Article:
It doesn’t mean that the war on crime is unwinnable. What it does mean is that we cannot win fighting it the way that we do now. We have to evolve in our mindset and approach as well. We have to accept that there is more to crime than policing and private security. We have to cast our attention to the justice system as a whole and consider the correctional services too. As a society, we need to make it our duty and our passion to either get involved in improving those areas or supporting those who do so.

When a criminal is caught and put behind bars – he needs to be reformed and then re-integrated into society, or he needs to stay there. THIS is the only way we can ever win the war on crime in SA. If we cannot stop them – which we really can’t because of migratory and evolutionary trends, then we have to incarcerate them until they’re reformed or keep them behind bars as their behavior has shown them unfit to be within a healthy society.

What can we as communities do? We have to report every crime committed. No matter how time-consuming or laborious, irrespective of how small the chances are of identifying the suspect we have to do it. This data is vital in establishing the trends and patterns as they change. Without proper reporting, the data becomes skewed. Insist on prosecution when suspects are caught and don’t leave it there – establish who the investigating officer is and get monthly updates on the progress of the matter. Have a representative from the community attend court as a voice of the community to talk to the court for or against bail and sentencing. Without a proper voice for the community, it’s too easy for criminals to slip through the net of the overburdened courts and get back out on the street.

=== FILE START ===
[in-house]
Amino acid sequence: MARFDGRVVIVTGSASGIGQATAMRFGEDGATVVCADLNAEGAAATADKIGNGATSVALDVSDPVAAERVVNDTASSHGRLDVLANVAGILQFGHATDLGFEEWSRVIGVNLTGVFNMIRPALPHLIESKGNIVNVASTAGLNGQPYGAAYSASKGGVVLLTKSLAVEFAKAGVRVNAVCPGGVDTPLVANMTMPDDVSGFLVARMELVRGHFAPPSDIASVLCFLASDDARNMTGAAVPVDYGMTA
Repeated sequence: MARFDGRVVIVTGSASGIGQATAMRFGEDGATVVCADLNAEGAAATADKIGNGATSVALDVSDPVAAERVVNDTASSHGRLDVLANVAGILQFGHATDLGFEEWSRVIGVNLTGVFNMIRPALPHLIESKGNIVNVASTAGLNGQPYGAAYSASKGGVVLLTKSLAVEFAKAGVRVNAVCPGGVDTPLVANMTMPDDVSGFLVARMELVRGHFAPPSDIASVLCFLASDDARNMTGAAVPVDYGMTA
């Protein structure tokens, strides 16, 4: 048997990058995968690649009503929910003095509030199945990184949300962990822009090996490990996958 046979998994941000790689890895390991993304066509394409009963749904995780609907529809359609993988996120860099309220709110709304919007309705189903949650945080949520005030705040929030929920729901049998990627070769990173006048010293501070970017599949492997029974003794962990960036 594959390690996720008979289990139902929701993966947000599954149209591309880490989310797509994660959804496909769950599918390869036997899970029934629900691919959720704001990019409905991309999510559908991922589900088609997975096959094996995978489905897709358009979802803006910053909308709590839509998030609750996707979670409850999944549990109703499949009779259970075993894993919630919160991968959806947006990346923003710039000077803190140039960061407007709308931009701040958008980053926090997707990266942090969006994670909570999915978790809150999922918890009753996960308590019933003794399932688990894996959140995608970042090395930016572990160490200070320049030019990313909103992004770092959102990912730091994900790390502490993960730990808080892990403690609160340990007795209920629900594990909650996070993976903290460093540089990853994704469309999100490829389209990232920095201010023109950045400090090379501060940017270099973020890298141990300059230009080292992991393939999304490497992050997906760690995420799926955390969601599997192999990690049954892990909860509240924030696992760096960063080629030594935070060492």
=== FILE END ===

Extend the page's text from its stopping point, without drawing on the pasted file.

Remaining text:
Support organizations such as Nicro that work with offenders to reintegrate them into society when they’re released as functional members of communities with options other than to re-offend. Support their initiatives that work within troubled communities to tackle the base roots of where youngsters turn to crime.

Lobby your local councilors and representatives to apply pressure to the Department of Justice for harsher sentencing for offenses such as home invasions; we need more specialized courts that can fast-track drug cases and petty crimes so that the primary courts are free to apply themselves correctly to the more serious offenses. We require a strong lobbying of the courts by active communities for higher bail terms where a suspect is appearing on multiple charges – certainly, they are innocent until proven otherwise, but if there are 4-5 open cases against one suspect then the needs of the community should be taken into account.

Perhaps it is time for South Africa to adopt a three strikes rule as used in the USA, where a third conviction comes with a mandatory period of say six years imprisonment without the option of parole on top of the sentence for their third offense.